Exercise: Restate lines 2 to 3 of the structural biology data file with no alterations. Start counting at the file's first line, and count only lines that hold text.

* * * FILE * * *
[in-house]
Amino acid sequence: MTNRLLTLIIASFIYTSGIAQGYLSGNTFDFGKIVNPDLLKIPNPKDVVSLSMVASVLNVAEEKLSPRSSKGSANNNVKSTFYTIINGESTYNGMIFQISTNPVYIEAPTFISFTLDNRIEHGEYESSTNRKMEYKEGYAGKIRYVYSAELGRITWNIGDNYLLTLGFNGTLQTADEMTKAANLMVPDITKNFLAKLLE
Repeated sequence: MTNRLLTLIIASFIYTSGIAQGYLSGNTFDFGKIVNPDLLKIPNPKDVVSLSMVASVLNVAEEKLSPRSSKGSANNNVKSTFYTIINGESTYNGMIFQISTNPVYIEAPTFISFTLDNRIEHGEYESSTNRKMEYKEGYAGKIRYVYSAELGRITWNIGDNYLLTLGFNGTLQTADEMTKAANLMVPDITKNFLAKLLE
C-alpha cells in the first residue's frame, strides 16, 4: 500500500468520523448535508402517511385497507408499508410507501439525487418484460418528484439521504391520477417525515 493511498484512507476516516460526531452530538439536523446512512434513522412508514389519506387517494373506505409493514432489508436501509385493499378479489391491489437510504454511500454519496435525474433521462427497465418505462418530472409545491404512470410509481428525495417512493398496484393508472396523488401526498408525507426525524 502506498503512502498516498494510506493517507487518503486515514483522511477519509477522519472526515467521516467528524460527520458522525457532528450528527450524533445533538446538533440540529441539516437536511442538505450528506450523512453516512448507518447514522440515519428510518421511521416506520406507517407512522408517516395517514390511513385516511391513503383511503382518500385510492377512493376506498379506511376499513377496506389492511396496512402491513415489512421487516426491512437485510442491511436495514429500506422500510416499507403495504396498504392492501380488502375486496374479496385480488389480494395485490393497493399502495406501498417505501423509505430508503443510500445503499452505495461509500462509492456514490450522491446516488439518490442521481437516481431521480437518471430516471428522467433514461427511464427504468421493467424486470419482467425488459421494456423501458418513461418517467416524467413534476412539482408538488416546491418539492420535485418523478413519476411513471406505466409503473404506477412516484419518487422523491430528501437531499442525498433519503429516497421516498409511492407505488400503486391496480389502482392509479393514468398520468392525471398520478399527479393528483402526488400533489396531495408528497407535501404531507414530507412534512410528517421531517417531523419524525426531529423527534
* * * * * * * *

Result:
Amino acid sequence: MTNRLLTLIIASFIYTSGIAQGYLSGNTFDFGKIVNPDLLKIPNPKDVVSLSMVASVLNVAEEKLSPRSSKGSANNNVKSTFYTIINGESTYNGMIFQISTNPVYIEAPTFISFTLDNRIEHGEYESSTNRKMEYKEGYAGKIRYVYSAELGRITWNIGDNYLLTLGFNGTLQTADEMTKAANLMVPDITKNFLAKLLE
Repeated sequence: MTNRLLTLIIASFIYTSGIAQGYLSGNTFDFGKIVNPDLLKIPNPKDVVSLSMVASVLNVAEEKLSPRSSKGSANNNVKSTFYTIINGESTYNGMIFQISTNPVYIEAPTFISFTLDNRIEHGEYESSTNRKMEYKEGYAGKIRYVYSAELGRITWNIGDNYLLTLGFNGTLQTADEMTKAANLMVPDITKNFLAKLLE